be said to be laying down the correct law. The observation in Md. Mohar Ali
(supra) stating that an agreement of sale is an unilateral contract is not
correct. An unilateral contract refers to a gratuitous promise where only party
makes a promise without a return promise. Unilateral contract is explained thus
by John D. Calamari & Joseph M. Perillo in The Law of Contracts (4th
Edition Para 2-10(a) at pages 64-65):
"If A says to B,
`If you walk across the Brooklyn Bridge I will pay you $ 100,' A has made a
promise but has not asked B for a return promise. A has asked B to perform, not
a commitment to perform. A has thus made an offer looking to a unilateral
contract. B cannot accept this offer by promising to walk the bridge. B must
accept, if at all, by performing the act. Because no return promise is
requested, at no point is B bound to perform. If B does perform, a contract
involving two parties is created, but the contract is classified as unilateral
because only one party is ever under an obligation."
All agreements of
sale are bilateral contracts as promises are made by both - the vendor agreeing
to sell and the purchaser agreeing to purchase. On the other hand, the
observation in S.M. Gopal Chetty (supra) that unless agreement is signed both
by the vendor and purchaser, it is not a valid contract is also not sound. An
agreement of sale comes into existence when the vendor agrees to sell and the
purchaser agrees to purchase, for an agreed consideration on agreed terms. It
can be oral. It can be by exchange of communications which may or may not be
signed. It may be by a single document signed by both parties. It can also be
by a document in two parts, each party signing one copy and then exchanging the
signed copy as a consequence of which the purchaser has the copy signed by the
vendor and a vendor has a copy signed by the purchaser. Or it can be by the
vendor executing the document and delivering it to the purchaser who accepts
it. Section 10 of the Act provides all agreements are contracts if they are
made by the free consent by the parties competent to contract, for a lawful
consideration and with a lawful object, and are not expressly declared to be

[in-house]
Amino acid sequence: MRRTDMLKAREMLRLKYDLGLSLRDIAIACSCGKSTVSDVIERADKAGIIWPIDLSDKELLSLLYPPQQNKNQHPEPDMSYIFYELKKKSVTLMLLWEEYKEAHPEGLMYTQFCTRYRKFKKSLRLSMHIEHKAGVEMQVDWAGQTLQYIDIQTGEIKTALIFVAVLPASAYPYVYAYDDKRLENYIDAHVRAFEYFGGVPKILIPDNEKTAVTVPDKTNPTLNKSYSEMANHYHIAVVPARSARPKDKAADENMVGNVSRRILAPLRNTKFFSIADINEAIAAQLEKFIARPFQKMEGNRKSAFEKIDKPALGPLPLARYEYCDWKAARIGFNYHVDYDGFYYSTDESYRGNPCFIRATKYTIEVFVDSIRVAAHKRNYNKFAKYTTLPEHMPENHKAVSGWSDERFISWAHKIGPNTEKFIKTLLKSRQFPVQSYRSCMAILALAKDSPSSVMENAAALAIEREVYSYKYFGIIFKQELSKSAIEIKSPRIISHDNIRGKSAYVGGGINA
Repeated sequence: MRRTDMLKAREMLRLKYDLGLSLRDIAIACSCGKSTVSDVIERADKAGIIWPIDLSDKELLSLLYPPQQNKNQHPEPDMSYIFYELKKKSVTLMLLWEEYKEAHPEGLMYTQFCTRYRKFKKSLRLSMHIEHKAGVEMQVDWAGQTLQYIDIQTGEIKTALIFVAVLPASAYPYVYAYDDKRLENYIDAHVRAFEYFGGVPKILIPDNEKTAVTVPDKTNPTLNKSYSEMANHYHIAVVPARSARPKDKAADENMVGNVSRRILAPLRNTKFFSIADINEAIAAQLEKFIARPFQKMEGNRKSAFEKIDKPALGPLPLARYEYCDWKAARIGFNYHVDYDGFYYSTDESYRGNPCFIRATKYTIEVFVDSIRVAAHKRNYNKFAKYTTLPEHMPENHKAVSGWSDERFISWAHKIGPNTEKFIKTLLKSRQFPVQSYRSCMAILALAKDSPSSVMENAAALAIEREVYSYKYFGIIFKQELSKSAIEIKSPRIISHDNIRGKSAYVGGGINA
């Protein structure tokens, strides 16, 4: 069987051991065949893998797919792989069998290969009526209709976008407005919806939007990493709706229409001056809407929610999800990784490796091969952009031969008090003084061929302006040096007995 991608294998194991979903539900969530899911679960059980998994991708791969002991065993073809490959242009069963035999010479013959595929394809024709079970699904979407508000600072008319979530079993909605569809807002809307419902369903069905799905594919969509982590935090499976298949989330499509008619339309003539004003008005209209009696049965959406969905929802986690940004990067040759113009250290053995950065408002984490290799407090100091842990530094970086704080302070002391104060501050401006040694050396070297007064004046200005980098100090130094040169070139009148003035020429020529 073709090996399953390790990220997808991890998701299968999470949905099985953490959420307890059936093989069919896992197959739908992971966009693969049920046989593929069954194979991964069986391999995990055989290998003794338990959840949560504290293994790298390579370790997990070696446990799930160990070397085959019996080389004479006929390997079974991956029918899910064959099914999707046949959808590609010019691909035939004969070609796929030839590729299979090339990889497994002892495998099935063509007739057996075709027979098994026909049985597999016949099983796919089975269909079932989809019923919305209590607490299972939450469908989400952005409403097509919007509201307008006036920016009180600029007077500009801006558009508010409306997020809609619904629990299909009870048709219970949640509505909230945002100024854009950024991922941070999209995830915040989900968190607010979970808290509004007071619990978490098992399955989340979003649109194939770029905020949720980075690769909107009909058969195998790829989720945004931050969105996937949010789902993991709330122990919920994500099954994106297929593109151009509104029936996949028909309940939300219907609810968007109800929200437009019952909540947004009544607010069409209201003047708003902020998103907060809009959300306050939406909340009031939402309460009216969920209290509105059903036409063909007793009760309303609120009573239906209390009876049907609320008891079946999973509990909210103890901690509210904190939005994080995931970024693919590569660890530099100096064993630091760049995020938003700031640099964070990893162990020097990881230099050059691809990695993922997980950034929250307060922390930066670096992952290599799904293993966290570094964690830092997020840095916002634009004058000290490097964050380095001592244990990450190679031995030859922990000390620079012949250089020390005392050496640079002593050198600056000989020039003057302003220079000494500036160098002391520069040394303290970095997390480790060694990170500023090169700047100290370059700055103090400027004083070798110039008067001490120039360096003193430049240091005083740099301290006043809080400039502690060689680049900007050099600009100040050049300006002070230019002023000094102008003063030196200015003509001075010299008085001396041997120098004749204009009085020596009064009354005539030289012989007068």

void under the provisions of the Contract Act.
The proviso to
section 10 of the Act makes it clear that the section will not apply to
contracts which are required to be made in writing or in the presence of
witnesses or any law relating to registration of documents. Our attention has
not been drawn to any law applicable in Bihar at the relevant time, which
requires an agreement of sale to be made in writing or in the presence of
witnesses or to be registered. Therefore, even an oral agreement to sell is
valid. If so, a written agreement signed by one of the parties, if it evidences
such an oral agreement will also be valid. In any agreement of sale, the terms
are always negotiated and thereafter reduced in the form of an agreement of
sale and signed by both parties or the vendor alone (unless it is by a series
of offers and counter-offers by letters or other modes of recognized
communication). In India, an agreement of sale signed by the vendor alone and
delivered to the purchaser, and accepted by the purchaser, has always been
considered to be a valid contract. In the event of breach by the vendor, it can
be specifically enforced by the purchaser. There is, however, no practice of
purchaser alone signing an agreement of sale.
defendant next contended that the agreement of sale in this case (Ex.2) was clearly
in a form which required signatures of both vendor and purchaser. It is pointed
out that the agreement begins as : "Agreement for sale between Kanika Bose
and Parmatma Devi" and not an "Agreement of sale executed by Kanika
Bose in favour of Parmatma Devi". Our attention is also drawn to the
testimonium clause (the provision at the end of the instrument stating when and
by whom it was signed) of the agreement, which reads thus :